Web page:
If you had a mouthful of beer when you heard my answer, you probably would spray it out all over the attractive, blonde bartender who would richly deserve it for charging $9 for a beer with a straight face. "Encode to HDV and then import into Compressor and DVD Studio Pro? That's idiotic!"
And, of course, you'd be right. But that's exactly what you do in most instances if you export your Final Cut Pro project to a QuickTime Reference Movie (QTRM).
Not to rant, but the QTRM has better PR people than Peyton Manning, creating a legacy that the reality doesn't quite match. Most producers assume that when you produce a QTRM, you don't first render your video. As the myth goes, this disk-efficient file merely points to various bits of the captured video, which doesn't render until you use the QTRM to produce another file, such as the MPEG-2 file for DVD or H.264 file in Compressor.
That's true, but only if you don't edit the video globally in any way. If you color correct, adjust brightness or contrast, or overlay a title or a logo, the entire video renders when you create the QTRM. And if you have HDV selected as the Compressor in your Final Cut Pro sequence setting, you'll render the entire video to MPEG-2. Of course, if you capture DV with a DV preset, DVCPRO HD with a DVCPRO HD preset, or XDCAM HD with an XDCAM HD preset, you'll get a similar result: a file rendered back to a lossy compression format before encoding to another lossy format.
Don't believe me? Create a sequence using the standard HDV sequence setting and then drop a 1-minute HDV file into that sequence, with no edits. Save it as a QTRM that's not self-contained. The file will be less than 10MB, mostly comprising audio, which Final Cut Pro always renders when producing a QTRM. Next, adjust the brightness or the color and then save the file under a different name, still as a QTRM that's not self-contained. The file will now be more than 200MB in size because Final Cut Pro had to render the video to effectuate the edit. And if you open the file in QuickTime and check the Movie Inspector, you'll see that the file is MPEG-2.
Unless you're a much better shooter than I am (which is probably likely), it's safe to say that you tweak the color and brightness of your videos to some degree (or add a title, log, or other clipwide effect) in most projects. How do you avoid encoding back into your lossy acquisition format?
You can avoid using the QTRM altogether and export directly to Compressor from Final Cut Pro. Though Apple hasn't completely documented what occurs in this scenario (or I've never been able to find it, and they haven't answered my queries), the general assumption is that Final Cut Pro hands frames to Compressor in some kind of uncompressed intermediate format, which makes a lot of sense. Of course, since Final Cut Pro is busy handing these frames to Compressor during this process, you can't edit until rendering is completed, which may be unacceptable given a deadline you may be facing.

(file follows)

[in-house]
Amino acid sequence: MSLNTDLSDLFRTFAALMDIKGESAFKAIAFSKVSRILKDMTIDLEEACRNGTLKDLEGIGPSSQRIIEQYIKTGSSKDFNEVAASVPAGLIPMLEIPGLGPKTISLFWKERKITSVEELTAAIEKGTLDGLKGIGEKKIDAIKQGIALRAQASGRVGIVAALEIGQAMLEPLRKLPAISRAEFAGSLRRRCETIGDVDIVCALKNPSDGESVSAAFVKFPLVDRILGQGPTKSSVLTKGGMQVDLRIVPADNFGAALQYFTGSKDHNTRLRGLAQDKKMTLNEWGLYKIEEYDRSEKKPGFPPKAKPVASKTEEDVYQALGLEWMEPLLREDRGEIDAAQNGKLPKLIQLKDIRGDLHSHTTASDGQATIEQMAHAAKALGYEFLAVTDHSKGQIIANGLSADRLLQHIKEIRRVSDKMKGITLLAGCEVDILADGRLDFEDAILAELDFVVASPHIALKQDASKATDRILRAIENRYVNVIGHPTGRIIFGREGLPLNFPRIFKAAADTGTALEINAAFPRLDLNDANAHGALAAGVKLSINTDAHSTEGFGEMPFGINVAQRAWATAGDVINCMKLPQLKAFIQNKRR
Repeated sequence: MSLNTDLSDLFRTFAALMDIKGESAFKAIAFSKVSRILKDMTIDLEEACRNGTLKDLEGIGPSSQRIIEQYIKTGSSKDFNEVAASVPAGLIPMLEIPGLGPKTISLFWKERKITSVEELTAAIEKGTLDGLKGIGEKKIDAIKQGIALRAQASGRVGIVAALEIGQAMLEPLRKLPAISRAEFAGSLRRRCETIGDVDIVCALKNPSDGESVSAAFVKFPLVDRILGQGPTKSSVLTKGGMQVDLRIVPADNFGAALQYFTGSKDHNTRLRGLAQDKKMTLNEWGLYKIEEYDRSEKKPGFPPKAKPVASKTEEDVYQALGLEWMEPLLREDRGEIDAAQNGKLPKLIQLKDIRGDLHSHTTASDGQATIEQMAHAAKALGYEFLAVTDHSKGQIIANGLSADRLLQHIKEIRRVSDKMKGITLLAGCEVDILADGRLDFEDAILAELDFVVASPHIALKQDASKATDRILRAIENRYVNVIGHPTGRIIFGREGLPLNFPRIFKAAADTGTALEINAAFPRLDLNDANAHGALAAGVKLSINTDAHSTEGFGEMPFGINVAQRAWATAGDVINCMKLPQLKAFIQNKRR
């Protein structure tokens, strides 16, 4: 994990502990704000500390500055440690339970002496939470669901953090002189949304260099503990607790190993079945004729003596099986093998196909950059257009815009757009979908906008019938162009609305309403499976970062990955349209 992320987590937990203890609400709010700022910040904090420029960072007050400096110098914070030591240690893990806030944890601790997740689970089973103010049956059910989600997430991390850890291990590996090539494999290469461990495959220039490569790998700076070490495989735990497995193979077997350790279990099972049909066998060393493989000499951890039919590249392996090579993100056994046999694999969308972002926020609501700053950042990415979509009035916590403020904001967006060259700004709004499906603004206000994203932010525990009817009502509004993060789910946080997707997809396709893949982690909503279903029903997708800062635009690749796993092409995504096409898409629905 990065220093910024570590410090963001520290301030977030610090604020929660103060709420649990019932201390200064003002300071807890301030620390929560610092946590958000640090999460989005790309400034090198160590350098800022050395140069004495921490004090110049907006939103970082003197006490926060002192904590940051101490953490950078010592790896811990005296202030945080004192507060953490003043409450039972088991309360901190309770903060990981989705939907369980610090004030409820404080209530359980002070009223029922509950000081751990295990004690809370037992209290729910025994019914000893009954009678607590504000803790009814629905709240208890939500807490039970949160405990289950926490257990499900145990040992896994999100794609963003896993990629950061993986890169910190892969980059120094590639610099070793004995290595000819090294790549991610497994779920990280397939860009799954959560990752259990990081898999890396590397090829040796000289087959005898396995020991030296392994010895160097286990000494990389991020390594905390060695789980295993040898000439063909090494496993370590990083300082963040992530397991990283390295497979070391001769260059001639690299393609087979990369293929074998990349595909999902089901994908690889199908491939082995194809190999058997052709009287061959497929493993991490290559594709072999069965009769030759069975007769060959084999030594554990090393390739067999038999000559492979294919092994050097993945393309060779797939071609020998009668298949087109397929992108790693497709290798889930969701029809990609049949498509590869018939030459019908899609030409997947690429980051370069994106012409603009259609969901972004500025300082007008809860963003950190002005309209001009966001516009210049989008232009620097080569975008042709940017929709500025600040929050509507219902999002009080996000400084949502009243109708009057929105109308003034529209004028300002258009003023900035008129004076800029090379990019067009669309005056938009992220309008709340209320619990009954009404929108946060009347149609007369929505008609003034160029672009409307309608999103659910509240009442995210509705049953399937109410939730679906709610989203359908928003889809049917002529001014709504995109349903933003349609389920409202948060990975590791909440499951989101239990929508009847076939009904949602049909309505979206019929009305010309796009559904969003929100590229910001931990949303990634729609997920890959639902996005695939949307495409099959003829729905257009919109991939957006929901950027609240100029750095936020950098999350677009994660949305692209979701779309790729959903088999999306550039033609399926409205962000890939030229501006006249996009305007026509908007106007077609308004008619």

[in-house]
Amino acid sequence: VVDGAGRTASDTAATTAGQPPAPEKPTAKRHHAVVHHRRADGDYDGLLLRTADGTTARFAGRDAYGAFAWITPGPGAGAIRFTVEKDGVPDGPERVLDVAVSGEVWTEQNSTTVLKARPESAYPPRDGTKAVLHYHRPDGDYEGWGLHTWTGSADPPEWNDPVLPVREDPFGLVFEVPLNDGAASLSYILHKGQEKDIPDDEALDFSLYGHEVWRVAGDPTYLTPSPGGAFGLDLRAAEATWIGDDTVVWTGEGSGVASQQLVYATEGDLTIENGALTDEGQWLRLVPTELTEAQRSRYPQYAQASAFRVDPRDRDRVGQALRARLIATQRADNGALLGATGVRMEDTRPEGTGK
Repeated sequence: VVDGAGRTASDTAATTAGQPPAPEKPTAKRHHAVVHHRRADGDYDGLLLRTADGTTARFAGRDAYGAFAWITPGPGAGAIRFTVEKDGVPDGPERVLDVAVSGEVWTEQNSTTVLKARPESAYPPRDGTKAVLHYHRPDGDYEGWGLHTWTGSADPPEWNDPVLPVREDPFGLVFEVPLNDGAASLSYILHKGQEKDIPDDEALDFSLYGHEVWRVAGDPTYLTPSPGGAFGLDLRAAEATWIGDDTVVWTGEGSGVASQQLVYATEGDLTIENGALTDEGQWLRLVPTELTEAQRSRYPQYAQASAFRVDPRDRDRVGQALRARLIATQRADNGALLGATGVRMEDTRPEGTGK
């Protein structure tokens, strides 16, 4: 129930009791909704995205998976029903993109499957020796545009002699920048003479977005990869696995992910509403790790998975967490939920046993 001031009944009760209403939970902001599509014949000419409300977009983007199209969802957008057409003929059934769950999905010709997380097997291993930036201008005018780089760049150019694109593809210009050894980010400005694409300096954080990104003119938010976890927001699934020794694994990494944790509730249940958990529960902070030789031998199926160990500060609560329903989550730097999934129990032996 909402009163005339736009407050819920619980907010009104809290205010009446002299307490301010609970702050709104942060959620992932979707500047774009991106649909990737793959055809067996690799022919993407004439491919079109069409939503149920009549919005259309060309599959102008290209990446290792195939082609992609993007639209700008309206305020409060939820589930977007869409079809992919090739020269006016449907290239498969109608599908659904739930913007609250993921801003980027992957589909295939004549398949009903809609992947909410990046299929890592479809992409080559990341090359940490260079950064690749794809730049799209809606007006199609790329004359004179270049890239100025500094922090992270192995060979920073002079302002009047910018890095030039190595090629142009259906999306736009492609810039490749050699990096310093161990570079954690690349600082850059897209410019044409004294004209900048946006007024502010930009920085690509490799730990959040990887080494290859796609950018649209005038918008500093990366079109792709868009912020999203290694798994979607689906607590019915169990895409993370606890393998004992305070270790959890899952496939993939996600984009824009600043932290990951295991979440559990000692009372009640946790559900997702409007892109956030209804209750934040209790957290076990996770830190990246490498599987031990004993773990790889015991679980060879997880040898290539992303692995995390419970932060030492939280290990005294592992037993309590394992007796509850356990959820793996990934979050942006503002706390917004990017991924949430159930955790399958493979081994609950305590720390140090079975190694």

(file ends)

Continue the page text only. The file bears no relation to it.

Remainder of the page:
For this reason, perhaps the best alternative is to change your Final Cut Pro sequence setting so that it uses the ProRes codec, which is lossy but a lot less lossy than MPEG-2 at HDV rates. You do this by right-clicking the sequence in the Project tab and choosing Sequence Settings.
Why not capture directly into ProRes and work in that format? Good thought, but capturing into ProRes won't improve the quality of your HDV, DVCPRO HD, or XDCAM HD video. But it will significantly boost the file size of your capture file, especially the high data rate version, which is 220Mbps compared to 25Mbps for HDV, 50Mbps for XDCAM HD, and 100Mbps for DVCPRO HD. If you're working with HDV, this multiplies your disk space requirements by about 9 times upon capture alone. Better to capture native and use ProRes only for the rendered video necessary to effectuate your edits.
Not to beat the Adobe drum, but comparing QTRM to the Dynamic Link managed exchange from Premiere Pro to the Adobe Media Encoder is instructive. In CS4, you can send a sequence from Premiere Pro to Adobe Media Encoder without rendering and immediately continue to edit in Premiere Pro. That's because Adobe created, in essence, a Premiere Pro project emulator that can open an unrendered Premiere Pro sequence and hand frames directly to Compressor (or Encore for that matter).
The only cost is that this emulator requires lots of memory, which can slow operation on 32-bit systems, or even 64-bit systems with insufficient RAM. Overall, however, in this regard, Dynamic Link actually fulfills the myth of the QTRM better than the QTRM itself.
Jan Ozer (jan at doceo.com) is the chief instructor for The Streaming Learning Center (www.streaminglearningcenter.com).